AbbVie backs up aging Humira with $21B Pharmacyclics deal

After nixing his company's $55 billion deal for Shire ($SHPG) last fall, AbbVie ($ABBV) CEO Richard Gonzalez reminded investors that his company still had the "wherewithal to be active on the M&A front." Now, he's putting his money where his mouth is--and shelling out $21 billion for cancer drugmaker Pharmacyclics ($PCYC).

The Abbott ($ABT) spinoff will fork over $261.25 per share in cash and stock for the California-based company, beating out rumored suitors Johnson & Johnson ($JNJ) and Novartis ($NVS). It expects the deal to prove "highly accretive" to both revenue and earnings by 2017, it said in a statement late Wednesday.

That's because of Imbruvica, the blood cancer powerhouse that has already racked up four indications since winning its first approval in November 2013. Last year, it helped take net revenues for Pharmacyclics--which splits the drug's marketing duties with J&J's Janssen--to $492.4 million from just $13.6 million the year prior, and analysts expect its peak sales to reach $6 billion.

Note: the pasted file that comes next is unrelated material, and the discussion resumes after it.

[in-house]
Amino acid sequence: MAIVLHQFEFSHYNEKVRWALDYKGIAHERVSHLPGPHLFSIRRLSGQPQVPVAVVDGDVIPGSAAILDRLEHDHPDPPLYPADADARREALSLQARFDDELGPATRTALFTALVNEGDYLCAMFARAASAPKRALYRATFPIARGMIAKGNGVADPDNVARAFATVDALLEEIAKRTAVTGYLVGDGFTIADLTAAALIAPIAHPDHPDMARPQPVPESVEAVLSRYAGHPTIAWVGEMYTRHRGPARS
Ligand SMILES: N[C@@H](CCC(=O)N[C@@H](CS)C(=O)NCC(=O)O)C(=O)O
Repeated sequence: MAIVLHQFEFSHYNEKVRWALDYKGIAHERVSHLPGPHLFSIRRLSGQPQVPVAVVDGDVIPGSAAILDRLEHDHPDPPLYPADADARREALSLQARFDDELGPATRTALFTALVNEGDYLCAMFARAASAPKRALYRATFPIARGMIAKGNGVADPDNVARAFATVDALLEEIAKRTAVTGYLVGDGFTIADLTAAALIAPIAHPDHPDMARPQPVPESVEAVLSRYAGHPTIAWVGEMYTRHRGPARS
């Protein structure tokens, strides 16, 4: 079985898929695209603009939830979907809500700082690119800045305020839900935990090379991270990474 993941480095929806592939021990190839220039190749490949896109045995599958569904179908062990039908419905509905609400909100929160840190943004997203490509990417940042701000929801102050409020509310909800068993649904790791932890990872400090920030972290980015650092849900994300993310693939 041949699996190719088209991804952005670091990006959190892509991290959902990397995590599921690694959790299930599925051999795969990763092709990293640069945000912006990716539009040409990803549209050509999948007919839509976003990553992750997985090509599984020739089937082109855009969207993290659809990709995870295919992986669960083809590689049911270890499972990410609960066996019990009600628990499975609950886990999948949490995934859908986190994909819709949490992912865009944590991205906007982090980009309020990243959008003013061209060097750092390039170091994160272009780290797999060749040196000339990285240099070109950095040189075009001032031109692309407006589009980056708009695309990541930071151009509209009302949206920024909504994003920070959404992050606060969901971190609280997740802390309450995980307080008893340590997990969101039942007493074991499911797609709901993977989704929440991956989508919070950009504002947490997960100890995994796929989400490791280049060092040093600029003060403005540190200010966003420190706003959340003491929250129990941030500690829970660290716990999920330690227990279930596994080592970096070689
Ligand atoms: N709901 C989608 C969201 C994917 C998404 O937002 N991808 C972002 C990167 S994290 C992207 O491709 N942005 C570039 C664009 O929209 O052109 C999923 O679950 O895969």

That's revenue AbbVie will need as generics move in on some of its top products, including top dog and $11 billion seller Humira--which already has some biosimilar competition in India--and testosterone treatment AndroGel. And if ongoing efforts to expand Imbruvica's label even further come up successful, there could soon be more of it flowing in.

While AbbVie doesn't currently have any marketed cancer products--its latest victories have come in hepatitis C, where analysts expect brand-new Viekira Pak to break the blockbuster barrier--it has some working their way through the clinic.

The Pharmacyclics pickup "broadens and deepens AbbVie's already robust pipeline, and establishes the combined company as an emerging leader in the hematological oncology space," the company said.

Backing up AbbVie's aged moneymakers was once a job pegged for Shire's portfolio. But after AbbVie inked an agreement for the Dublin company last summer, new, stricter rules on tax inversions forced it to back out--and hand over a $1.64 billion breakup fee.

- read the release

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